White Monday disaster 1974

THE WHITE MONDAY DISASTER

13 episodes in the life of a man and his borrowed horse from the history of the Cape in 1773 based on the eye-witness report of Charles Peter Thunberg

 

‘Charles Peter Thunberg, professor of botany at the University of Uppsala in Sweden, reported of his visit to the Cape of Good Hope in 1773:

“On the 1st of June, being Whit-Monday, there arose a very high north-west wind, with violent hurricanes and showers of rain; at night in this storm the JONGE THOMAS, one of the four ships belonging to the company, that were still in the road, having lost all its anchors, one after the other, was driven on the sands near the shore, at Zout rivier, and, in consequence of its heavy lading, split into two pieces in the middle. The surge rose to an amazing height on the shores towards this side, and Zout rivier was so swollen that it was impassable. It is true, from the middle of May to the middle of August the company’s ships are prohibited from lying in the road, yet it sometimes happens that the governor permits it in order to avoid the inconvenience of victualling and lading the ships in False bay. Independently of the loss sustained by the company, as well in ships as merchandise, there perished also unfortunately on this occasion, a number of the crew who, for want of assistance, were lost, and met with a deplorable death very near the land. Only 63 men escaped, 149 being unhappily drowned.

The ship had scarcely struck, which happened just at daybreak, when the most efficacious expedients were used to save as much as possible of the company’s property that might chance to be thrown ashore, though I could not perceive that the least care was taken to deliver a single soul of the crew from their forlorn and miserable situation. Thirty men were instantly ordered out, with a stripling of a lieutenant, from the citadel to the place where the ship lay, in order to keep a strict look-out, and prevent any of the company’s effects from being stolen; and a gibbet was erected, and at the same time an edict issued, importing that whoever should come near that spot, should be hanged immediately, without trial or sentence of judgment being passed upon him. This was the cause that the compassionate inhabitants, who had gone out on horseback to afford the wretched sufferers assistance, were obliged to turn back without being able to do them the least service; but on the contrary were, together with me, ocular witnesses of the brutality and want of feeling shown by certain persons on this occasion, who did not bestow a thought on affording their fellow creatures, that sat on the wreck perishing with cold, hunger, and thirst, and were almost in the arms of death, the least assistance or relief.

“Another circumstance contributed to render this otherwise distressing scene still more afflicting. Among the few, who were lucky enough to be able to save their lives by swimming from the wreck, was the gunner, a man with whom I was acquainted, and met with several times afterwards in the town: he had stript himself quite naked, in order that he might swim the easier, and had the good luck to come alive to shore, which was not the case with every one that could swim; for many were either dashed to pieces against the rocks, or else by the violence of the surf carried back again to sea. When he arrived on shore, he found his chest landed before him; but just us he was going to open it, and take out his great coat, the lieutenant who commanded the party drove him away from it: and though he earnestly begged for leave to take out the clothes necessary for covering his naked and shivering body, and could also prove by the key, fastened according to the sailor’s custom to his girdle, as well as by his name cut out on the lid of the chest, that it was actually his property, he was, nevertheless, forced to retreat without effecting his purpose, by this unmerciful hero, who gave him several smart blows with a cane on his back. After he had passed the whole day naked and hungry. and exposed to the cold winds, and was going to be taken in the evening to town along with the others who had been saved from the wreck, he again asked leave to take a coat out of his chest to cover himself with; but this having been previously plundered, he found empty. On entering the town, where he arrived stark naked, he met a burgher, who took compassion on him, and lent him his great coat. Afterwards he, as well as the other unfortunate wretches, was forced to run about the town for several days together, begging for victuals, clothes, and money, till at length they were supported at the company’s expense, and taken back again into its service.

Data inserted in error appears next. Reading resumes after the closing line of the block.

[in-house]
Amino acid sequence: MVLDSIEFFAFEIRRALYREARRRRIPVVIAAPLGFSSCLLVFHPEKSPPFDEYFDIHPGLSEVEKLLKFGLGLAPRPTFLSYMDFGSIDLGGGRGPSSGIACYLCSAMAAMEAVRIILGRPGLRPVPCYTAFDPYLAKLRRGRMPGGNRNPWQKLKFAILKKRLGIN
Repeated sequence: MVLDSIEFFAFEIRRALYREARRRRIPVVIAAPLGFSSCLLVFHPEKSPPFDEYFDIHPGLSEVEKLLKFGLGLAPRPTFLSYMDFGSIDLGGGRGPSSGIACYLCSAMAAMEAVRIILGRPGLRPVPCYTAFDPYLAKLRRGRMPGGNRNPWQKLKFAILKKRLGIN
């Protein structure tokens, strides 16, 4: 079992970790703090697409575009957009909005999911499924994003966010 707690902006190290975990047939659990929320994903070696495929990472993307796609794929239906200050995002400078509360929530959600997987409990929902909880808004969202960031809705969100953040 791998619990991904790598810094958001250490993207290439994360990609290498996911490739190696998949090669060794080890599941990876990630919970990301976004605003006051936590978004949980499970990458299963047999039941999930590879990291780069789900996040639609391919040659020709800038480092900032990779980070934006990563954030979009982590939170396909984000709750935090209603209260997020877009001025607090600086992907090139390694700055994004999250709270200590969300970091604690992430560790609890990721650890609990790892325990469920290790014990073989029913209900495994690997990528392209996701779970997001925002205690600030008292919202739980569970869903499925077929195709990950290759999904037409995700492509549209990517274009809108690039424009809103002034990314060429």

“Another action that does greater honour to humanity, deserves the more to be recorded, as it shows that at all times, and in all places, there are both good and considerate people, as well as such as have nothing human but the shape. An old man, of the name of WOLTEMAD, by birth an European, who was at this time the keeper of the beasts in the menagerie near the garden, had a son in the citadel, who was a corporal, and among the first who had been ordered out to Paarden Eiland (Horse Island) where a guard was to be set for the preservation of the wrecked goods. This worthy veteran borrowed a horse, and rode out in the morning with a bottle of wine and a loaf of bread for his son’s breakfast. This hoary sire had no sooner delivered to his son the refreshments he had brought him, and heard the lamentation of the distressed crew from the wreck, than he resolved to ride his horse, which was a good swimmer, to the wreck with a view of saving some of them. He repented this dangerous trip six times more, bringing each time two men alive on shore, and thus saved in all fourteen persons. The horse was by this time so much fatigued. that he did not think it prudent to venture out again; but the cries and entreaties of the poor wretches on the wreck increasing, he ventured to take one trip more, which proved so unfortunate, that he Iost his life, as on this occasion too many from the wreck rushed upon him at once, some of them catching hold of the horse’s tail, and others the bridle, by which means the horse, both wearied out and now too heavy laden, turned head over heels, and all were drowned together. This noble and heroic action of a superannuated old man, sufficiently shows that a great many lives might probably have been saved, if a strong rope had been fastened by one end to the wreck, and by the other to the shore. Along this rope, either a basket or a large copper vessel might have been hauled to and from the ship, with a man in it each time. When the storm and waves had subsided, the ship was found to lie at so small a distance from the land that one might have almost leaped from it on shore.